Becoming a tooth fairy involves visits to many toothy creatures.
Tate, the titular tooth fairy–in-training, narrates the rhyming text as her big sister, May, teaches her how to retrieve kids’ teeth and leave them coins. The twist, telegraphed by the undersea imagery in the cover art, comes when May brings Tate to a lake because a “baby hippo needs a visit. / Not every child’s a human, is it?” Brave Tate perseveres through visits to a crocodile, a fierce-looking seal, and “a MASSIVE anaconda,” her expressive, light-brown face betraying the jitters underlying her bravery. The last visit is to a human child. “A little girl. I can’t go wrong,” narrates Tate, so of course, this is where drama ensues. It’s light drama, however, befitting the gentle, cartoon style of the illustrations, which give characters’ facial features a look similar to Crockett Johnson’s Harold (of purple-crayon fame). “I had to get caught by Melissa… / a doll-collecting fairy kisser,” Tate laments as she squirms in wakeful, white-appearing Melissa’s hands, the backdrop a bedroom filled with fairy dolls, a dollhouse, and other whimsical toys and décor. Tate’s magic wand does the trick of getting Melissa back to sleep, and then she and May return home, triumphant, to rest up for their next trip.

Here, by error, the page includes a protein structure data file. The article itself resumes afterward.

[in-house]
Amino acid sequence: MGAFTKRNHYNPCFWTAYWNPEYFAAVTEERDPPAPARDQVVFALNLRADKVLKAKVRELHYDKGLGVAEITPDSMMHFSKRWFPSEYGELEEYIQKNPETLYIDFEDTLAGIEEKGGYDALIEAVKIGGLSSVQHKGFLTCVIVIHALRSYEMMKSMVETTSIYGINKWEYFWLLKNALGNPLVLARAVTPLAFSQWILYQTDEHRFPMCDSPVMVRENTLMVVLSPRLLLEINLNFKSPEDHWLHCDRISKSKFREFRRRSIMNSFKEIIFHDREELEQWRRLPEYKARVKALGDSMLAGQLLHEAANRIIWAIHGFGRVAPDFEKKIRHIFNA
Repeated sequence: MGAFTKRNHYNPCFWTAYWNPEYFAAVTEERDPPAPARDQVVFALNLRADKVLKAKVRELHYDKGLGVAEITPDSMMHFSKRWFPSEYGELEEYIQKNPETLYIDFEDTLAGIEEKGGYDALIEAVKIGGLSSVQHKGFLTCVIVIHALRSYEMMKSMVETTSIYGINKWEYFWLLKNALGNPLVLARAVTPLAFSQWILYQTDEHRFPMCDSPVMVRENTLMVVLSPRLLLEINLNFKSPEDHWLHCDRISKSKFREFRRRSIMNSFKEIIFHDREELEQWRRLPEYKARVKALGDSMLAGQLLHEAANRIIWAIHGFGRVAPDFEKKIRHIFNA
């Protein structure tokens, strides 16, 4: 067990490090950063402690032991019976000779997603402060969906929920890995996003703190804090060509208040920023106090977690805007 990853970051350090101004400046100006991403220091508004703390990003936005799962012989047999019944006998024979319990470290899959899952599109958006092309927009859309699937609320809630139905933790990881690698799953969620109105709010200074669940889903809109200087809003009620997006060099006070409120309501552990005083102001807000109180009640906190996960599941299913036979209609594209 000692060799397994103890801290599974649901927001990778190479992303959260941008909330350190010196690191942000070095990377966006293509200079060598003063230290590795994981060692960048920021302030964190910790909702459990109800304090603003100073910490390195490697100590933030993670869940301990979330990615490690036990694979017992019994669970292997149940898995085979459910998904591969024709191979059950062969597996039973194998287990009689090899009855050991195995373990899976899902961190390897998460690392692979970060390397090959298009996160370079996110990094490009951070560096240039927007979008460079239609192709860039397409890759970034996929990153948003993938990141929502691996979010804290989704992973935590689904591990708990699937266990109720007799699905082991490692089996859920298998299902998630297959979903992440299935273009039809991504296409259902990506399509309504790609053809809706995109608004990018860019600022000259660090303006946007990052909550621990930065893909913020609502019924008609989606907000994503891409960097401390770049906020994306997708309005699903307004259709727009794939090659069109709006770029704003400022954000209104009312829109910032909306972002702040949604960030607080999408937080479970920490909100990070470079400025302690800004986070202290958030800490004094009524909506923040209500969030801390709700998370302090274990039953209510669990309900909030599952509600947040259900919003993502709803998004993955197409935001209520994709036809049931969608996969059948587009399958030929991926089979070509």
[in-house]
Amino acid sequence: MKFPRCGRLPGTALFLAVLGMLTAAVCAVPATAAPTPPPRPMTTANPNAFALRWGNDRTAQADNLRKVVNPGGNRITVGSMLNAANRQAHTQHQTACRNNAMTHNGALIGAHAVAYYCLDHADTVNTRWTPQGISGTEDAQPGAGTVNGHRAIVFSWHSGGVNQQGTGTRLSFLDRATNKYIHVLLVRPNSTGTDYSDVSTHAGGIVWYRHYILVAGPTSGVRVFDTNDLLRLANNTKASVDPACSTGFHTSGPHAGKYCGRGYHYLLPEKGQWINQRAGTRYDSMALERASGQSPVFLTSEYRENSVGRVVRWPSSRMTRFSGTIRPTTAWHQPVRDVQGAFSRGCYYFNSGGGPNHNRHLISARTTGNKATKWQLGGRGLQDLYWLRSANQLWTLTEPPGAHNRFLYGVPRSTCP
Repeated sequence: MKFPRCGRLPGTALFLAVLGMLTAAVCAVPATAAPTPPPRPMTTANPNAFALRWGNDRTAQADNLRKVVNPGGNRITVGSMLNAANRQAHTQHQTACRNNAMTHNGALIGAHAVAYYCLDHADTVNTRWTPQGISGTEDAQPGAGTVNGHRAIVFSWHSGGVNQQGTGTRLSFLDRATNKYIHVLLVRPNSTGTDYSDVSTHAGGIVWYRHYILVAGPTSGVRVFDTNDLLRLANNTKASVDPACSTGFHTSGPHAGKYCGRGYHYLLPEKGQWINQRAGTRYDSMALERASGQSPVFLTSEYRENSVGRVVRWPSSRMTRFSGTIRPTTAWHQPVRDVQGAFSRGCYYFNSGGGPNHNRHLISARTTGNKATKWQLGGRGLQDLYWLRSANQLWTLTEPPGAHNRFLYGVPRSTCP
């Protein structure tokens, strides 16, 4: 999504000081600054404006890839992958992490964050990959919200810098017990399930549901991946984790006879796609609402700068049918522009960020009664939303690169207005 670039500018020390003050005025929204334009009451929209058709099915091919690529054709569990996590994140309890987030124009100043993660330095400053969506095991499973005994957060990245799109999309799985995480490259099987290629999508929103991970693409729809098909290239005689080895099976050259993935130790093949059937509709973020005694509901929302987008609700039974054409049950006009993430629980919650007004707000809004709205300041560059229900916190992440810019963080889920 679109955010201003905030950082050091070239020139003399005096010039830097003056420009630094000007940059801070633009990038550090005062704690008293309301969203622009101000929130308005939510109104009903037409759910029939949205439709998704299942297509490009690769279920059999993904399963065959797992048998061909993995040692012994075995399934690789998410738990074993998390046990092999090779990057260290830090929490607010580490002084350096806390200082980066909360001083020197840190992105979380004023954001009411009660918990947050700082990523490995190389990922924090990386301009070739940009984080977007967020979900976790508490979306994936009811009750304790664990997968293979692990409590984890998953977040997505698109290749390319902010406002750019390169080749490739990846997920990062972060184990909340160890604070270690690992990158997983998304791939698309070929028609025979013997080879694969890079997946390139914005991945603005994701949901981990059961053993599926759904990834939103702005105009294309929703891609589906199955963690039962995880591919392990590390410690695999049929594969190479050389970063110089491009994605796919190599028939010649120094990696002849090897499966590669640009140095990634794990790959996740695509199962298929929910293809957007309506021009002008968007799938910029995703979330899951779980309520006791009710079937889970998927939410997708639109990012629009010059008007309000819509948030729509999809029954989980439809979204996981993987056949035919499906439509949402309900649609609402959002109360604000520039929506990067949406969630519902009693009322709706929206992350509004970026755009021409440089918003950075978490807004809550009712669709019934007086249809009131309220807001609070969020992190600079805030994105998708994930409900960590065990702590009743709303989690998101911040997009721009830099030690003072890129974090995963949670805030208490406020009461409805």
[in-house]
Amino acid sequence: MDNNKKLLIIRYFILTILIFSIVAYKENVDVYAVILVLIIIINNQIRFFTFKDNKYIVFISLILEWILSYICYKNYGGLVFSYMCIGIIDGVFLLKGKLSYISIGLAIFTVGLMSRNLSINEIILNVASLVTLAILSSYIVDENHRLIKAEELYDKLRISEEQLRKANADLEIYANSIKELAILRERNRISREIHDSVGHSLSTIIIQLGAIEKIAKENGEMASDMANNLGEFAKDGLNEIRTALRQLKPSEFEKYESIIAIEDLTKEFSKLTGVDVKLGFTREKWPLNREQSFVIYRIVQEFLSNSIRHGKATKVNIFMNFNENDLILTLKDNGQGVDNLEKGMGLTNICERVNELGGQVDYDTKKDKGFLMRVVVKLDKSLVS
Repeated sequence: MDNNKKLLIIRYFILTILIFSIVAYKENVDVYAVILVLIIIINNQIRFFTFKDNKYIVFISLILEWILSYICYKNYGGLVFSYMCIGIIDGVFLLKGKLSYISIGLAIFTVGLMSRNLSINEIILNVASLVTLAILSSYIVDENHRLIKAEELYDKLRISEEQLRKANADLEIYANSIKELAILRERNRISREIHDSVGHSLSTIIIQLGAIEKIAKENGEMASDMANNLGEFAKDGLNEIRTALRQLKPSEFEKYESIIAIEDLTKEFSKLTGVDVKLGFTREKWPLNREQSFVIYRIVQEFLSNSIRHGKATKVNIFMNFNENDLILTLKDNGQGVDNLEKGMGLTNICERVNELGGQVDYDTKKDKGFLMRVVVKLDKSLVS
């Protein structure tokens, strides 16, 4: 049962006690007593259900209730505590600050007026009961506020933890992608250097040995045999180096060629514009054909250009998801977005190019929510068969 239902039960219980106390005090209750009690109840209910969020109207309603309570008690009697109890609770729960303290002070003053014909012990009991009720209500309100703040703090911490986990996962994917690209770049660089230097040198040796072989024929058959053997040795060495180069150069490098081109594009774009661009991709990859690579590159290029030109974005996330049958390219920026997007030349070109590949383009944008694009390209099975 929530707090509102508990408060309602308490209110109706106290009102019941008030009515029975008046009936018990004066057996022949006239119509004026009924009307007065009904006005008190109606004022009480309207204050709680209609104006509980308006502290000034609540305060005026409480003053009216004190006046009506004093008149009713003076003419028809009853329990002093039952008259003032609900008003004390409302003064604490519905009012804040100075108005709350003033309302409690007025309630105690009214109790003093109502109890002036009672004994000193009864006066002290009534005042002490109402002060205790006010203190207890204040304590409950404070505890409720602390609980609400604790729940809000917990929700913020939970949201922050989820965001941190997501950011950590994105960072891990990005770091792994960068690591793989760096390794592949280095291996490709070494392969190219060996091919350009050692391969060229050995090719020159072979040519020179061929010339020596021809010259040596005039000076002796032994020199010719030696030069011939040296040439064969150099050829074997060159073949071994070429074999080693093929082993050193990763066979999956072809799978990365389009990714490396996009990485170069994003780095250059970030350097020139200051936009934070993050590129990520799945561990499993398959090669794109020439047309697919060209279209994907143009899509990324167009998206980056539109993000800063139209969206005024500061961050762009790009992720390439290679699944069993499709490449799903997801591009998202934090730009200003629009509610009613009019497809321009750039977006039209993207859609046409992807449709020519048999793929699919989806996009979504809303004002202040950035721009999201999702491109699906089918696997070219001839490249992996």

A fresh take on tooth-fairy lore. (Picture book. 5-8)